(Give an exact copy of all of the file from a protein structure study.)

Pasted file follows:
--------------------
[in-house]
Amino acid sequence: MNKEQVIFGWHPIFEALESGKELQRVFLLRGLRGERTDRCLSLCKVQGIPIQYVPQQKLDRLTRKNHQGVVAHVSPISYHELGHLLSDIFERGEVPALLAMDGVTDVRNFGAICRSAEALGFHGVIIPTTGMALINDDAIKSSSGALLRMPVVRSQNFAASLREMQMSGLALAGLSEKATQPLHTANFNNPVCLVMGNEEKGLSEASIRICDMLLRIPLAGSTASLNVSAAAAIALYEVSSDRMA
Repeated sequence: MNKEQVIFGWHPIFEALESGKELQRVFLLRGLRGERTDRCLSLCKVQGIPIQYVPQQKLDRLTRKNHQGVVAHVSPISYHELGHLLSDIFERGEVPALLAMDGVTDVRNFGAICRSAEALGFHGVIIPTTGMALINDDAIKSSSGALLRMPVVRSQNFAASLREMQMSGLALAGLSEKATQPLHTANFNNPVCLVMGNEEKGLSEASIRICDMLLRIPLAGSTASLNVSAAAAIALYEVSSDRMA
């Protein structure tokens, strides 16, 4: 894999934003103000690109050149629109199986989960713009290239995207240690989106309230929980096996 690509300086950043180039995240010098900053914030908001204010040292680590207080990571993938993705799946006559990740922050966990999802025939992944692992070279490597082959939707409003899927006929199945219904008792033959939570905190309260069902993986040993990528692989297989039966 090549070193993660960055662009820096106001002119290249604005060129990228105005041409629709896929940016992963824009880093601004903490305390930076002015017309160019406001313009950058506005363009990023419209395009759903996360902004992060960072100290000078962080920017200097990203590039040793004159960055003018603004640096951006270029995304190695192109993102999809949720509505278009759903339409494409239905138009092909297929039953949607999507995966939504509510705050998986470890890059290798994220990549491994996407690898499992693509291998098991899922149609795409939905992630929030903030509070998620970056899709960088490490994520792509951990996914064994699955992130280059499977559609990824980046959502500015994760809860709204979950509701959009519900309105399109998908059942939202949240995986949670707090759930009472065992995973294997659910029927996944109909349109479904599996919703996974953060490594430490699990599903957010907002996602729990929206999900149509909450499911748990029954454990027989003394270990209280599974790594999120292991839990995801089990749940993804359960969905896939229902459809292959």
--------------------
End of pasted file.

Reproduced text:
[in-house]
Amino acid sequence: MNKEQVIFGWHPIFEALESGKELQRVFLLRGLRGERTDRCLSLCKVQGIPIQYVPQQKLDRLTRKNHQGVVAHVSPISYHELGHLLSDIFERGEVPALLAMDGVTDVRNFGAICRSAEALGFHGVIIPTTGMALINDDAIKSSSGALLRMPVVRSQNFAASLREMQMSGLALAGLSEKATQPLHTANFNNPVCLVMGNEEKGLSEASIRICDMLLRIPLAGSTASLNVSAAAAIALYEVSSDRMA
Repeated sequence: MNKEQVIFGWHPIFEALESGKELQRVFLLRGLRGERTDRCLSLCKVQGIPIQYVPQQKLDRLTRKNHQGVVAHVSPISYHELGHLLSDIFERGEVPALLAMDGVTDVRNFGAICRSAEALGFHGVIIPTTGMALINDDAIKSSSGALLRMPVVRSQNFAASLREMQMSGLALAGLSEKATQPLHTANFNNPVCLVMGNEEKGLSEASIRICDMLLRIPLAGSTASLNVSAAAAIALYEVSSDRMA
């Protein structure tokens, strides 16, 4: 894999934003103000690109050149629109199986989960713009290239995207240690989106309230929980096996 690509300086950043180039995240010098900053914030908001204010040292680590207080990571993938993705799946006559990740922050966990999802025939992944692992070279490597082959939707409003899927006929199945219904008792033959939570905190309260069902993986040993990528692989297989039966 090549070193993660960055662009820096106001002119290249604005060129990228105005041409629709896929940016992963824009880093601004903490305390930076002015017309160019406001313009950058506005363009990023419209395009759903996360902004992060960072100290000078962080920017200097990203590039040793004159960055003018603004640096951006270029995304190695192109993102999809949720509505278009759903339409494409239905138009092909297929039953949607999507995966939504509510705050998986470890890059290798994220990549491994996407690898499992693509291998098991899922149609795409939905992630929030903030509070998620970056899709960088490490994520792509951990996914064994699955992130280059499977559609990824980046959502500015994760809860709204979950509701959009519900309105399109998908059942939202949240995986949670707090759930009472065992995973294997659910029927996944109909349109479904599996919703996974953060490594430490699990599903957010907002996602729990929206999900149509909450499911748990029954454990027989003394270990209280599974790594999120292991839990995801089990749940993804359960969905896939229902459809292959």